Spencer, Swetha, and guest host Nic talk about shame – what it is, how we feel it, how we used to deal with it, and how we deal with it in recovery. We start by looking at the difference between shame and guilt. When we do something wrong, we feel guilt, and we can deal with it by making amends. When we feel shame, the message we are hearing is “I am a bad person”. We react to shame by hiding it and internalizing it and stuffing it down. We feel that we are not worthy, and that we will lose our friends, be ostracized if we reveal the thing that caused us to feel shameful.
Spencer refers to a TED talk (“Listening to Shame”) by Brené Brown, where she says that shame “plays two tapes”. The first is “you’re not good enough”. The second is “who do you think you are?” We all identify with these messages. Swetha reflects that when she gets a compliment, she thinks “Oh! I fooled them! If they only knew the real me, they wouldn’t say that.” Nic hears “you’re never good enough”, that she could never live up to expectations. This goes back to her childhood and the messages she got from her family.
One source of our shame is self-judgement, where we judge ourselves more stringently than we judge the people around us. A big part of that is comparing our insides to other people’s outsides. Spencer reflects on a new role he’s taken on at work, where he continually hears the “who do you think you are?” message, because he is still learning the new skills he needs to do that job up to his own expectations of himself. Nic’s core shame issue is perfectionism. She has felt that “competence equals perfection”, and is trying to learn that “competence equals competence”. Swetha recalls an episode from her childhood, where she came home with a 99.36 grade in her class, with a highly complimentary note from the teacher. Her mother’s first reaction was “where’s the other 0.64%?” Ever after, if she didn’t make 100%, she felt that she was underachieving and not being who she should be.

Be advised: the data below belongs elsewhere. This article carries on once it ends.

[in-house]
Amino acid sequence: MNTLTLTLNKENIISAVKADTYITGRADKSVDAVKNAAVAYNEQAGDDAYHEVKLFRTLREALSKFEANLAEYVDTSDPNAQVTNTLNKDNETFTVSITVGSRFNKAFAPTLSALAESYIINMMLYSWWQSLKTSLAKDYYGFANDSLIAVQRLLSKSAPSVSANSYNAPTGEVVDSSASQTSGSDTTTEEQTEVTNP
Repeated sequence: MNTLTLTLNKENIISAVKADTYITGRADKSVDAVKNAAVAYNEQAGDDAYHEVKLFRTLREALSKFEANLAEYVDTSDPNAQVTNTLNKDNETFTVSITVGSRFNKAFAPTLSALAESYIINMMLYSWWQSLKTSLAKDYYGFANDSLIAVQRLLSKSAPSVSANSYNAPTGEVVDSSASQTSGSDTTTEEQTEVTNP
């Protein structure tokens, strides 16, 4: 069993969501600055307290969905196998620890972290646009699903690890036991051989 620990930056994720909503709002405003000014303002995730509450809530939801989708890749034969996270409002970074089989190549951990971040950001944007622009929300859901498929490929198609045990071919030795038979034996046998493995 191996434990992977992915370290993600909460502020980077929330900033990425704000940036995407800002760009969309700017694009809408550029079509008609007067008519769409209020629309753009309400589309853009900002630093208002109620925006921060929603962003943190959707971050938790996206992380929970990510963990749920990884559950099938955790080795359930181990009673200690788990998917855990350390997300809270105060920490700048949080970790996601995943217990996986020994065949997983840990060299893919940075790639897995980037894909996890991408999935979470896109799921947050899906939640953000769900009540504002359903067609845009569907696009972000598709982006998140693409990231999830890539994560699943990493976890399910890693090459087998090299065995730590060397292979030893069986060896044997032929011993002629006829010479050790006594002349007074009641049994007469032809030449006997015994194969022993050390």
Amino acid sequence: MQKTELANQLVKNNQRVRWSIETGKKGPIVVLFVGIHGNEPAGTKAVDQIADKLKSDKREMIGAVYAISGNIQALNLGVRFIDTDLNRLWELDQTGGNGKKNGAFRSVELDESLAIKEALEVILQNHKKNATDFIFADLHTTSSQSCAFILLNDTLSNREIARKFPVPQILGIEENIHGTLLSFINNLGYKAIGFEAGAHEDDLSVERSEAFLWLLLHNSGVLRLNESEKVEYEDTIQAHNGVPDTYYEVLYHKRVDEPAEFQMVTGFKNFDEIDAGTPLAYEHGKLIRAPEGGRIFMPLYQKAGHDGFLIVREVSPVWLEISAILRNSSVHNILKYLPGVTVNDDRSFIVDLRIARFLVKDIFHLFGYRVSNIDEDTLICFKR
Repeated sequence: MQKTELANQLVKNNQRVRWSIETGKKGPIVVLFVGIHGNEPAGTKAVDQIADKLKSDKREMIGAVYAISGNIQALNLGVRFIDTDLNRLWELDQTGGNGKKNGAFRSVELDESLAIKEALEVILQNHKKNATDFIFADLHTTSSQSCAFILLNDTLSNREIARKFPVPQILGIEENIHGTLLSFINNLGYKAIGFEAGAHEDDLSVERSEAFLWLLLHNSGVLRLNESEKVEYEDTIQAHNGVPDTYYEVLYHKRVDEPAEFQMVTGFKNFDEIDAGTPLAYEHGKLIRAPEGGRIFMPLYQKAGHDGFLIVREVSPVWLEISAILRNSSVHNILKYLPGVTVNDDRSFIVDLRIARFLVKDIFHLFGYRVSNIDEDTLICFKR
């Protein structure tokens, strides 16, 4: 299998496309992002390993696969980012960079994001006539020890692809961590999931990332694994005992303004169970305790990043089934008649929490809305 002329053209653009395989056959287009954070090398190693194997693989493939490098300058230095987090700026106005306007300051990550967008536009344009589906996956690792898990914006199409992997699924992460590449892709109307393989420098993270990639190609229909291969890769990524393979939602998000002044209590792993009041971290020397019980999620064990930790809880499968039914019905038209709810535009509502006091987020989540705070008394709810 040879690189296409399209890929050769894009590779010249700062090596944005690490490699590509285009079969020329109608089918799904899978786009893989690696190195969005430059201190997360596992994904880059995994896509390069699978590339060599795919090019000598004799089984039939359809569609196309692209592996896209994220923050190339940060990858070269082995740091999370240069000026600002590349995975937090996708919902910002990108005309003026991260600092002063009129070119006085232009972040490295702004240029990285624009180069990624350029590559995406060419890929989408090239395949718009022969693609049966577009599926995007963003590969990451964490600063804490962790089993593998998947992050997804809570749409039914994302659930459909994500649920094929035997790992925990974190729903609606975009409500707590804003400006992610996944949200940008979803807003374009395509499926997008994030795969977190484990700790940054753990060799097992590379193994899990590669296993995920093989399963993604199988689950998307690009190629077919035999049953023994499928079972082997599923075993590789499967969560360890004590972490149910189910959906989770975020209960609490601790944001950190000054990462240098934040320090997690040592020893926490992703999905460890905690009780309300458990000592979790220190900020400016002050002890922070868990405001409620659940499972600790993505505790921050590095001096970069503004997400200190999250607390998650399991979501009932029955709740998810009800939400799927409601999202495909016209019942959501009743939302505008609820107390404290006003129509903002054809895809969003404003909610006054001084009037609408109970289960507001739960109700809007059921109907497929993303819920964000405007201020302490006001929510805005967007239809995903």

Swetha used to feel that “everything” in her life was a deep, dark secret that she could never reveal to someone else. Now, when she has the thought “I could never share this,” she immediately calls her sponsor and shares it. And in the sharing, it loses its intensity, becoming lighter and less terrible. She gets compassion and forgiveness from her sponsor, then from her higher power, and finally she is able to forgive herself (at least for a moment).
Spencer reflects on the message that we put at the beginning and end of our “script” for each podcast episode, that says “Remember, it doesn’t have to be perfect.” Not only does this message make it possible for us to actually do the podcast, it means that we are human, and we can make mistakes. Messages we get from our listeners thank us for being “honest and open”. Being honest and open means that we don’t hide our mistakes, we don’t cover up our faults. Perhaps our humanity, our lack of perfection, makes it easier for listeners to identify with us.